thank you for proving that to me Jens, you and Swift are awsome beyond the cosmos

Swift
2010-Aug-05, 02:57 AM
thank you for proving that to me Jens, you and Swift are awsome beyond the cosmos
You're welcome, though my awesome rating barely makes it beyond the lily pad.

Jens
2010-Aug-05, 02:59 AM
thank you for proving that to me Jens, you and Swift are awsome beyond the cosmos

Really, really, really, I need to say that there is nothing awesome (well maybe Swift is, but I certainly am not). It's really just commonsense. You really should not worry about that kind of thing so much.

DonM435
2010-Aug-05, 04:21 AM
Venus should most often be the closest planet to Earth. However, when it's on the opposite side of the Sun, then Mars gets that particular honor.

And, when Venus is near opposition, Mercury must now and then steal the laurel.

How often and how long? (Have I overlooked anything?)

Tenshu
2010-Aug-05, 05:22 AM
if it were anyone else saying it i would've told them off, but because "nibiru" is supposedly going to show up in the southern atmosphere first (according to what those who believe it exists say anyway.) anyone who says something from down there tends to get my attention unfortunitly --;;

but Jens you and Swift have proven to me that even in the south it can't exist without the world as a hole knowing it, so therefore my mind is cleared^_^

Swift you can close this thread if you want too, i got the answers i came for so it's cool to close it.

AndreasJ
2010-Aug-05, 07:38 AM
if it were anyone else saying it i would've told them off, but because "nibiru" is supposedly going to show up in the southern atmosphere first (according to what those who believe it exists say anyway.) anyone who says something from down there tends to get my attention unfortunitly --;;
I think you mean "hemisphere". If it were in the atmosphere, we'd be seconds before impact!

Further, if the supposed object is anywhere close to the Sun in the sky, it'd be visible from the northern hemisphere. It should be better visible from the northern hemisphere as the Sun is still north of the celestial equator.

Tenshu
2010-Aug-05, 07:52 AM
^ I find it funny that despite astronomy from school, I don't remember that. man i'm stupid^^;

astromark
2010-Aug-05, 11:57 AM
No 'Tenshu' you are not... From my point of view at almost 40 deg South its mid winter and with settled clear skies

very good for observing the skies and the planets... Its not often that we see major planets so close to each other.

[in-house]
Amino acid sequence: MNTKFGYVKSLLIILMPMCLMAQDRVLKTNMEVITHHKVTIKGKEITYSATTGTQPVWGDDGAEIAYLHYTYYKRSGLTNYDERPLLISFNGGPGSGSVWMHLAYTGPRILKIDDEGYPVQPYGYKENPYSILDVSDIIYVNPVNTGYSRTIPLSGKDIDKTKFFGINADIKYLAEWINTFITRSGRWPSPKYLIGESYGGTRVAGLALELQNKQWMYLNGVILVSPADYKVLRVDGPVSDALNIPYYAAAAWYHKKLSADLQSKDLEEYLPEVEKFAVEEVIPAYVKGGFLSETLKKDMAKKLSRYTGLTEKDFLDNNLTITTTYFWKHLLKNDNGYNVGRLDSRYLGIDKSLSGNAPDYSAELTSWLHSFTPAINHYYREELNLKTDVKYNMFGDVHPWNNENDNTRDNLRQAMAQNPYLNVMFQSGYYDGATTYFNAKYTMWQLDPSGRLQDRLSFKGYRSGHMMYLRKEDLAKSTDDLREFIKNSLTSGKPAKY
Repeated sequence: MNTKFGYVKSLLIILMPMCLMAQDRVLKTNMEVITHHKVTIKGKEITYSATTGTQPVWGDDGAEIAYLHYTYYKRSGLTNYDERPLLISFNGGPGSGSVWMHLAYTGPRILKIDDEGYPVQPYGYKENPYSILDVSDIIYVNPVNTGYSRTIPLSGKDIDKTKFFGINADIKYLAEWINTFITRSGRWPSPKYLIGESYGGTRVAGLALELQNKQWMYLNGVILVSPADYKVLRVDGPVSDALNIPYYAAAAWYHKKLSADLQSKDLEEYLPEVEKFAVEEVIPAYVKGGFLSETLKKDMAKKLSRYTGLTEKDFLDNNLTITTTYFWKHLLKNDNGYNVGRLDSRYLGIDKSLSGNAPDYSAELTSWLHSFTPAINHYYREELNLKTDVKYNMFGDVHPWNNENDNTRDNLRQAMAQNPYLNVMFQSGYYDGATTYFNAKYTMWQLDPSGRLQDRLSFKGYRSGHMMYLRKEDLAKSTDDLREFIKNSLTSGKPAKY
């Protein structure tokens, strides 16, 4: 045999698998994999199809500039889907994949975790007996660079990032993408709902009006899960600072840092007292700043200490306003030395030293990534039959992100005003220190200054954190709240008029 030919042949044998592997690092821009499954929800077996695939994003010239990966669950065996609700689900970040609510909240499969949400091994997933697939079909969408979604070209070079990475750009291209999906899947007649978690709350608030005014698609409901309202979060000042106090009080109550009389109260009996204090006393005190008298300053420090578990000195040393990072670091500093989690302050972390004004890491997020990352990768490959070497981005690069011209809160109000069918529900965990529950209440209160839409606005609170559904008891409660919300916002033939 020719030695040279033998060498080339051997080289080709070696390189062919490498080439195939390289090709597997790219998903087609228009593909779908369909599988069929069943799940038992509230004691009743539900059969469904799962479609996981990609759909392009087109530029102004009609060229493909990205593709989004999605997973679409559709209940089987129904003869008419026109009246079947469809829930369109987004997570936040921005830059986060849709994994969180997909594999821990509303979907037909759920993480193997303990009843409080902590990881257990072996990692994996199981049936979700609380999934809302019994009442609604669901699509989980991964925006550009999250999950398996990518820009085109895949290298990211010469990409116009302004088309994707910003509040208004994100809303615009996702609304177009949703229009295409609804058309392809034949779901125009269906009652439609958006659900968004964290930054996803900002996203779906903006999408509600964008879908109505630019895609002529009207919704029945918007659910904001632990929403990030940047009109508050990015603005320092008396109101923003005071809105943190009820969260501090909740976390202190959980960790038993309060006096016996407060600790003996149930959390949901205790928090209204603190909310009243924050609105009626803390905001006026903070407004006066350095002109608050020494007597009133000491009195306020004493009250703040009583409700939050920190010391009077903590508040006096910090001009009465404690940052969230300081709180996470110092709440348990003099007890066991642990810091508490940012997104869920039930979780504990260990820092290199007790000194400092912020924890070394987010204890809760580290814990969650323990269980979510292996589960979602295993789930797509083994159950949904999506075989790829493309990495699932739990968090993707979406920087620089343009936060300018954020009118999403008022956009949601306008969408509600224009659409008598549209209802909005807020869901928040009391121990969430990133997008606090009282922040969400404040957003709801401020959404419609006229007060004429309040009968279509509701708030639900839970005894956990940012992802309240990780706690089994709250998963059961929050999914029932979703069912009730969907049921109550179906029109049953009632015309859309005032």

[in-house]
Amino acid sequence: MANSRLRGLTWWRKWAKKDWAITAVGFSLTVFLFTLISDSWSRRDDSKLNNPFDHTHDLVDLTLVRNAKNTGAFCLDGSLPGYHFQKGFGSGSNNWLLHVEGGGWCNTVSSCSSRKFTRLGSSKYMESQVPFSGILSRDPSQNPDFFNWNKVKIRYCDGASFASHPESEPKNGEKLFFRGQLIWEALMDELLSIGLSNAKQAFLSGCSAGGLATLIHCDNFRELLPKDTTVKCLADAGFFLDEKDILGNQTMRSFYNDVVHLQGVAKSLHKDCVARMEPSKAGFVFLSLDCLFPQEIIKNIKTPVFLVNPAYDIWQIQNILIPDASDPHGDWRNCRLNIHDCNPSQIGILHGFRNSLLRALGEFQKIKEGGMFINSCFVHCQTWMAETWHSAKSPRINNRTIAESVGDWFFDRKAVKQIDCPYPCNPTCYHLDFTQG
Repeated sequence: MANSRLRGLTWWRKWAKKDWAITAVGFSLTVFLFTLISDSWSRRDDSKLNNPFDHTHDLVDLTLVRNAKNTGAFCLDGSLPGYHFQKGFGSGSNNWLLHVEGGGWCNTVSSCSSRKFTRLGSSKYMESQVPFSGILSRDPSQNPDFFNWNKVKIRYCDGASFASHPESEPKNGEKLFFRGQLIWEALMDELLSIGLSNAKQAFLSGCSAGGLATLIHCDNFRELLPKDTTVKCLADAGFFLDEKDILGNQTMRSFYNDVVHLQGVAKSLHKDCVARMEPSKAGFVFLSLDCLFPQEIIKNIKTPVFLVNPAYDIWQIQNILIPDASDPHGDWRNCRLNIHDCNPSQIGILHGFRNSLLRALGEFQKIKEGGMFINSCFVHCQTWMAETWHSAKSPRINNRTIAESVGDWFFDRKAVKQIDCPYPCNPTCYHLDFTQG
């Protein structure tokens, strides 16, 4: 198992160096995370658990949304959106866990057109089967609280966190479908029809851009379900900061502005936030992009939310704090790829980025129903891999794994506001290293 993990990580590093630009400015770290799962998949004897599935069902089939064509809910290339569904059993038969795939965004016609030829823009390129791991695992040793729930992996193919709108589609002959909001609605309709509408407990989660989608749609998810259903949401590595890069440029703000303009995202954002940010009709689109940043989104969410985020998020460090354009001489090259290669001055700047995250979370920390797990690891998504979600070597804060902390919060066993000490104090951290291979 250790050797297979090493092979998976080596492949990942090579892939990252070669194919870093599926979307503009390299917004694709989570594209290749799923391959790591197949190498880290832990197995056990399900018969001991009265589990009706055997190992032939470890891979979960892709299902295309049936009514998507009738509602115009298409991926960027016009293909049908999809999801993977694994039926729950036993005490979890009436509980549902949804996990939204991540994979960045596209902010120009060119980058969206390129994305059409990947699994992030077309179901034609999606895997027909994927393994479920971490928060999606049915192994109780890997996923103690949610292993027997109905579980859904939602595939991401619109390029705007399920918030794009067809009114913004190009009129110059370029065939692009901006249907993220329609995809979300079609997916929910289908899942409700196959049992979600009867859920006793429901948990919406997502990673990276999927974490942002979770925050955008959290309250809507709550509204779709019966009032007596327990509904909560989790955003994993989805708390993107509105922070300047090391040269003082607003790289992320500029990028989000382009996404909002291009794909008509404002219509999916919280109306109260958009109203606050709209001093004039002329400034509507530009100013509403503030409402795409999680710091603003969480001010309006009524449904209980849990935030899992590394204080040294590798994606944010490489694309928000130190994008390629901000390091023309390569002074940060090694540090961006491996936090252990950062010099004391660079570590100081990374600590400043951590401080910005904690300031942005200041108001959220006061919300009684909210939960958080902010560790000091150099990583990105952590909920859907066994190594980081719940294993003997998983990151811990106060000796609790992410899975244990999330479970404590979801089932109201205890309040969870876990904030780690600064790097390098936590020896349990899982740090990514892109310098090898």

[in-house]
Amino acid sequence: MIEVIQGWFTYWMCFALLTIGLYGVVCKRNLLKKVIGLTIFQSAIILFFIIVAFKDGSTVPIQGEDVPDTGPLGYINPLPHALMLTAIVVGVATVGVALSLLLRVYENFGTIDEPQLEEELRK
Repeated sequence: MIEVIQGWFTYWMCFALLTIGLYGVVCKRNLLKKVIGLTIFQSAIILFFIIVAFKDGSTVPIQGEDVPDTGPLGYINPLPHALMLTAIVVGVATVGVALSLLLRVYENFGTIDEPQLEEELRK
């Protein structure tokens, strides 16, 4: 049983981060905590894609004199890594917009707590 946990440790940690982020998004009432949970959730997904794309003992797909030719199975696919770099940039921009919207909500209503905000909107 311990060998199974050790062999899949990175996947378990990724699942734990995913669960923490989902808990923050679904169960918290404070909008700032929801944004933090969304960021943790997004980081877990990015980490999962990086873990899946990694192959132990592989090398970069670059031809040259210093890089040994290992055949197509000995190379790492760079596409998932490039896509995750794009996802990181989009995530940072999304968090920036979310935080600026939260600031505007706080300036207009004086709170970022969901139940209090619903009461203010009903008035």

Just after sun set and looking West the Evening star Venus is very bright and easy to see. Those links provided above

Show the apparent positions for the early August period. Its not going to look like that again for a long time.

Remembering that It is not a planetary alignment. Just an apparent alignment. From our point of view.

This community ( Bad astronomy Universe today ) Has a very global view... We are everywhere.

Forget any talk of 'Nibiru.' Its not real. No such object is real. No such abject has been found.

We would know. We would be telling you. Its not and we are not.

On the 'heavinsabove' site you will find a solar system view of the planets positions in regard to Earth... well worth the look.

Peter B
2010-Aug-06, 04:09 PM
well I had heard from a nasa article earlier in the month that several planets would be closer for viewing than they normally do, I was wondering which ones they meant so i could see them.
There's an email which surfaces around this time every year claiming that Mars is amazingly large in the sky. But it's wrong as it's a bad copy of an original article that mentioned looking at Mars through a telescope.


^as far as how Nibiru ties into this, a couple of austrailian's are claiming that they've seen a second sun in the morning hours where they live, and one of them won't back down from the claim either.
Why not invite them here? Perhaps invite the one who won't back down to post a picture or two. That'd be interesting to see.

Peter B
2010-Aug-06, 04:13 PM
by the by anyone on this site live in Austrailia by chance?
Me for one.

And there are plenty of other Aussies here too.